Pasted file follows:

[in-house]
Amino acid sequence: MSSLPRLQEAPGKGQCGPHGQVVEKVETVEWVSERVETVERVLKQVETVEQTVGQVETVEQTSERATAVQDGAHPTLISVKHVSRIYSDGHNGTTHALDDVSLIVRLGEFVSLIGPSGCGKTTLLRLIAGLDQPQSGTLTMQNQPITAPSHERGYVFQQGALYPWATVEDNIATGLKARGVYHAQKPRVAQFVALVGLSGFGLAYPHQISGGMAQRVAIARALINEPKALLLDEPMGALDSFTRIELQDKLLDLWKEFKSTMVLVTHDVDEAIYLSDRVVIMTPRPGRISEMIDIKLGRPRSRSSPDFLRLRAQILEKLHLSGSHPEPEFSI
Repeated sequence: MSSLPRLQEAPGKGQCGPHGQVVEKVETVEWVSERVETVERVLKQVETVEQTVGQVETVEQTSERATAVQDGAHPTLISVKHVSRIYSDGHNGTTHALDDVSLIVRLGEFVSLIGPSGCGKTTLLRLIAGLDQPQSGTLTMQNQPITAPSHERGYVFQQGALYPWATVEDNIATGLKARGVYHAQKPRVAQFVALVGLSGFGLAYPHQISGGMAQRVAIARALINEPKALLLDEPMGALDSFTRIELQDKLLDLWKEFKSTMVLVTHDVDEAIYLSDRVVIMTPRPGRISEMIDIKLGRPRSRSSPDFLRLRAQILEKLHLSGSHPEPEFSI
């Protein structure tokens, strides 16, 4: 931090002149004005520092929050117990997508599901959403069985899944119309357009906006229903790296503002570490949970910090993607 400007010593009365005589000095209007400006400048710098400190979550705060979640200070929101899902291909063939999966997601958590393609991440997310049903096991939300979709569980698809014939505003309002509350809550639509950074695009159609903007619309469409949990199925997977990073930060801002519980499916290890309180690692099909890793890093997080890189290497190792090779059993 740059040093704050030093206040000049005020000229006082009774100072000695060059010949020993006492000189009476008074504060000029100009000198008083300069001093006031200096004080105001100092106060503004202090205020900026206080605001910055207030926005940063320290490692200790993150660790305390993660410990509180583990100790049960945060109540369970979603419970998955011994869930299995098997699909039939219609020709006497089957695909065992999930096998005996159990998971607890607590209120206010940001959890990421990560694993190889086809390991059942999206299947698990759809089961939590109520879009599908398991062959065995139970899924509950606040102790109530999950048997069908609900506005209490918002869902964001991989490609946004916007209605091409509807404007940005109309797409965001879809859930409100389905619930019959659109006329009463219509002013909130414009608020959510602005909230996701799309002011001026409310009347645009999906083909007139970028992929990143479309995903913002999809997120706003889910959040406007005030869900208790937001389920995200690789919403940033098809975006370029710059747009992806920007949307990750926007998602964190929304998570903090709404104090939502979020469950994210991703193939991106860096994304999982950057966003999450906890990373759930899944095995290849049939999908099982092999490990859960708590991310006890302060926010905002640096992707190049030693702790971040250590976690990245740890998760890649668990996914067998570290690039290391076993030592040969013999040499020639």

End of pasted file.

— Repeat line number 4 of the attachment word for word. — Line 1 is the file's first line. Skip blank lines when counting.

């Protein structure tokens, strides 16, 4: 931090002149004005520092929050117990997508599901959403069985899944119309357009906006229903790296503002570490949970910090993607 400007010593009365005589000095209007400006400048710098400190979550705060979640200070929101899902291909063939999966997601958590393609991440997310049903096991939300979709569980698809014939505003309002509350809550639509950074695009159609903007619309469409949990199925997977990073930060801002519980499916290890309180690692099909890793890093997080890189290497190792090779059993 740059040093704050030093206040000049005020000229006082009774100072000695060059010949020993006492000189009476008074504060000029100009000198008083300069001093006031200096004080105001100092106060503004202090205020900026206080605001910055207030926005940063320290490692200790993150660790305390993660410990509180583990100790049960945060109540369970979603419970998955011994869930299995098997699909039939219609020709006497089957695909065992999930096998005996159990998971607890607590209120206010940001959890990421990560694993190889086809390991059942999206299947698990759809089961939590109520879009599908398991062959065995139970899924509950606040102790109530999950048997069908609900506005209490918002869902964001991989490609946004916007209605091409509807404007940005109309797409965001879809859930409100389905619930019959659109006329009463219509002013909130414009608020959510602005909230996701799309002011001026409310009347645009999906083909007139970028992929990143479309995903913002999809997120706003889910959040406007005030869900208790937001389920995200690789919403940033098809975006370029710059747009992806920007949307990750926007998602964190929304998570903090709404104090939502979020469950994210991703193939991106860096994304999982950057966003999450906890990373759930899944095995290849049939999908099982092999490990859960708590991310006890302060926010905002640096992707190049030693702790971040250590976690990245740890998760890649668990996914067998570290690039290391076993030592040969013999040499020639």